Mr. Trump remains intensely focused on his brand, but the demands of the job mean he spends less time monitoring the news media — although he recently upgraded the flat-screen TV in his private dining room so he can watch the news while eating lunch.
He often has to wait until the end of the workday before grinding through news clips with Mr. Spicer, marking the ones he does not like with a big arrow in black Sharpie — though he almost always makes time to monitor Mr. Spicer’s performance at the daily briefings, summoning him to offer praise or criticism, a West Wing aide said.
Visitors to the Oval Office say Mr. Trump is obsessed with the décor — it is both a totem of a victory that validates him as a serious person and an image-burnishing backdrop — so he has told his staff to schedule as many televised events in the room as possible.
To pass the time between meetings, Mr. Trump gives quick tours to visitors, highlighting little tweaks he has made after initially expecting he would have to pay for them himself.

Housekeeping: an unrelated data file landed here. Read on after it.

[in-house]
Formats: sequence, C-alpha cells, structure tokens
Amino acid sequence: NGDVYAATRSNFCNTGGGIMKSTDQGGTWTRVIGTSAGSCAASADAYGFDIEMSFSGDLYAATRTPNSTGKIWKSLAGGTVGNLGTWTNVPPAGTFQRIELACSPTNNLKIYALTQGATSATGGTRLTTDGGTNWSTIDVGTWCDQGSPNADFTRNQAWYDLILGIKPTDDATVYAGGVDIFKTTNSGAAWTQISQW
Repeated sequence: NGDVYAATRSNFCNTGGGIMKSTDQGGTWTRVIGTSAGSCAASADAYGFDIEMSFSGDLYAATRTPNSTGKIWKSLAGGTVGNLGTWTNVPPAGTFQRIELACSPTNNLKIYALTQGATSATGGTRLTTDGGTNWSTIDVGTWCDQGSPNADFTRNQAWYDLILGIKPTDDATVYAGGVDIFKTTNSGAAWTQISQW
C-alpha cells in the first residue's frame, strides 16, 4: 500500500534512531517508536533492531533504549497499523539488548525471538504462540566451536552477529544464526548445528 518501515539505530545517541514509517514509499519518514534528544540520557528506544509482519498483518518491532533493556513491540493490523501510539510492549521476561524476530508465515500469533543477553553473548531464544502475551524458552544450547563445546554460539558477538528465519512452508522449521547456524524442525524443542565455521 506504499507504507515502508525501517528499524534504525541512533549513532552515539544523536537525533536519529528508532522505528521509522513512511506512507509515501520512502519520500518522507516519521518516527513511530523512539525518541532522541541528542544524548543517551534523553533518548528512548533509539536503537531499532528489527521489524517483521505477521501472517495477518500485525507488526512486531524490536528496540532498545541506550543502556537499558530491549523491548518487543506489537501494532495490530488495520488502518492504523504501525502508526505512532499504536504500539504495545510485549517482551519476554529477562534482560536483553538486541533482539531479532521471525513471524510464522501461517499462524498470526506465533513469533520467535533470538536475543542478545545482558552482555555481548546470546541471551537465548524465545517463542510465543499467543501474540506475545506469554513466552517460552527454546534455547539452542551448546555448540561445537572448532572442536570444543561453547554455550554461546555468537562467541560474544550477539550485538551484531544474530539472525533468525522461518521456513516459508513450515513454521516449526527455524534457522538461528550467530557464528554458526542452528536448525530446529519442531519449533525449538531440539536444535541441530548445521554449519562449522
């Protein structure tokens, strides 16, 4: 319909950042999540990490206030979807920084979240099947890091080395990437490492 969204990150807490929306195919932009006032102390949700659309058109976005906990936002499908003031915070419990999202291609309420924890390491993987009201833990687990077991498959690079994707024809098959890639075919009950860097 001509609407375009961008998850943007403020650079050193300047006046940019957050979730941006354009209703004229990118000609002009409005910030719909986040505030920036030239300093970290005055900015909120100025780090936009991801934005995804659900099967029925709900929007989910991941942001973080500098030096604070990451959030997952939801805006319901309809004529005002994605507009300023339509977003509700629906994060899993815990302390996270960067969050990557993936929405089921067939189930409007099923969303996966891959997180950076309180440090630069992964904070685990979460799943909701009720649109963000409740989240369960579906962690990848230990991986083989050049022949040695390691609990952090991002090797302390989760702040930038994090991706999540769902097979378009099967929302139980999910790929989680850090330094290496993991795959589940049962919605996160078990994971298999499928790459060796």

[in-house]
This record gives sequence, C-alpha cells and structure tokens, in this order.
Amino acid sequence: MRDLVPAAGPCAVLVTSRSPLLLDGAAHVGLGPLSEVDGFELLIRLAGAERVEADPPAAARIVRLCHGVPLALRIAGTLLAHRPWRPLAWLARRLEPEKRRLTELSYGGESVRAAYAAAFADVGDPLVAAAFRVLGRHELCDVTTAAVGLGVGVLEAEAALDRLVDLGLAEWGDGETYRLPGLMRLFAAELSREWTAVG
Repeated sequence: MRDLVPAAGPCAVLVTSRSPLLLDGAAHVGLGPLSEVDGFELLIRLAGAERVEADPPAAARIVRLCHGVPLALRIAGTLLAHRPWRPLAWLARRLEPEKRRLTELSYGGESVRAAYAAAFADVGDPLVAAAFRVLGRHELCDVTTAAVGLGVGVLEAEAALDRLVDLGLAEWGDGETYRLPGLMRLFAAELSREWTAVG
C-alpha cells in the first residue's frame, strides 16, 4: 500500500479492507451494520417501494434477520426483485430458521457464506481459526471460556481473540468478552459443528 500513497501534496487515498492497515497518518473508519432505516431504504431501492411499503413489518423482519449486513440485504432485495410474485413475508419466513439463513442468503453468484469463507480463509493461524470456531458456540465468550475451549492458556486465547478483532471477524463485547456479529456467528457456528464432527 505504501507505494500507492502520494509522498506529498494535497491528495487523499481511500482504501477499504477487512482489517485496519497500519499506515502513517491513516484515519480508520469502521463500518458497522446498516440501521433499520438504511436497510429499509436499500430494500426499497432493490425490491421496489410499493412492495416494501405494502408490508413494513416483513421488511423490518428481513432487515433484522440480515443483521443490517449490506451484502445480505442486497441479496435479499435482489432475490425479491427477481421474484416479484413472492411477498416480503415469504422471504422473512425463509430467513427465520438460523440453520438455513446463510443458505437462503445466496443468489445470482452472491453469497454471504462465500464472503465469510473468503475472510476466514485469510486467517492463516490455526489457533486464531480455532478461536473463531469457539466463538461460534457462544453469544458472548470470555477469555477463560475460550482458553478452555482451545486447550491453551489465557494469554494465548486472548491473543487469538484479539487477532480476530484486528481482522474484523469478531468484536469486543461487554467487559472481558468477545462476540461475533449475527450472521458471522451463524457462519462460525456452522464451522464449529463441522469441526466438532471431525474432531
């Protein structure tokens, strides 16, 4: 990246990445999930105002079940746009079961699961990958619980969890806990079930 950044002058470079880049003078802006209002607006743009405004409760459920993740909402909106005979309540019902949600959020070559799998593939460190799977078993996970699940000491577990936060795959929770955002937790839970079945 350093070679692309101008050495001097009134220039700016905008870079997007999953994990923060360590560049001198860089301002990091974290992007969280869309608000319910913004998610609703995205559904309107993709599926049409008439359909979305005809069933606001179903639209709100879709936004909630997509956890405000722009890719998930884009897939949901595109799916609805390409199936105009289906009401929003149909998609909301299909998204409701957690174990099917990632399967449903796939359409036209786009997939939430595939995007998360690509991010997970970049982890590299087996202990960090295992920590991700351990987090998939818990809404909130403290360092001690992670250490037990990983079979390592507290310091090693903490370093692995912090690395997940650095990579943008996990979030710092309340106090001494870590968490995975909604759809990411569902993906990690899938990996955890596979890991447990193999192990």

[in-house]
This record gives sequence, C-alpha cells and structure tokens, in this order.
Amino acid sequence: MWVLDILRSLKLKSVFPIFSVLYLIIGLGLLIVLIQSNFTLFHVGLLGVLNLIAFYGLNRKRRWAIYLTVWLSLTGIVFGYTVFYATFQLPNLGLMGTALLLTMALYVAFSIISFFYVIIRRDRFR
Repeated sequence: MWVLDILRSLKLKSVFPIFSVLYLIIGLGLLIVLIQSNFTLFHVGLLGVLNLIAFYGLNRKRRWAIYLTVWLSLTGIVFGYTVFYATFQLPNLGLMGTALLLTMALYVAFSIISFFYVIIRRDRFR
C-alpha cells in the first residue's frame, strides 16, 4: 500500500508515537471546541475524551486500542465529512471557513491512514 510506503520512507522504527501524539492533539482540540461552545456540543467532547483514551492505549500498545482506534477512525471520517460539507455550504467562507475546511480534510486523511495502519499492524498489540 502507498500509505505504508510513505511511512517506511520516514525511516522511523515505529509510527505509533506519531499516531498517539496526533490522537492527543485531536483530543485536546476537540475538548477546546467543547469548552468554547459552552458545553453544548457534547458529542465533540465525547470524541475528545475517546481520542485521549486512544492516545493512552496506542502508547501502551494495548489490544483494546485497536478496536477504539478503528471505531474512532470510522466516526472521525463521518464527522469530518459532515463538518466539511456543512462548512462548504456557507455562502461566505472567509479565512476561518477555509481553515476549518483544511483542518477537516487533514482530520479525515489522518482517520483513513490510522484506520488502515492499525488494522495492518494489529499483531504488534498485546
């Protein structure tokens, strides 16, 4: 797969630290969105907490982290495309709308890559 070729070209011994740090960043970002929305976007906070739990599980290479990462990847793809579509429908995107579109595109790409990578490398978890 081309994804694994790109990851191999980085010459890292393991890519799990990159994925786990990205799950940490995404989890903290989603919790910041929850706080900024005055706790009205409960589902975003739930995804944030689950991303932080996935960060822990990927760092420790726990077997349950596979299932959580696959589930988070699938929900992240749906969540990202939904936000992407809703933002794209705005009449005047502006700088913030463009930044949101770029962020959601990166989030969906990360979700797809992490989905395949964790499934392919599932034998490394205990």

Flanking his desk are portraits of Presidents Thomas Jefferson and Andrew Jackson. He will linger on the opulence of the newly hung golden drapes, which he told a recent visitor were once used by Franklin D. Roosevelt but in fact were patterned for Bill Clinton. For a man who sometimes has trouble concentrating on policy memos, Mr. Trump was delighted to page through a book that offered him 17 window covering options.
Ronald Reagan looks like Gladstone by comparison. This morning I heard Alex Castellanos – the most loathsome member of the political consultant class, the kind of Janus-faced slime ball who disavows support for a candidate while groveling on his knees towards him anyway – assure “Morning” Joe that Trump’s support “may well be” deeper than we think. He explained it with, of course, a Patriots analogy. Light switches and window covering options don’t mystify Tom Brady.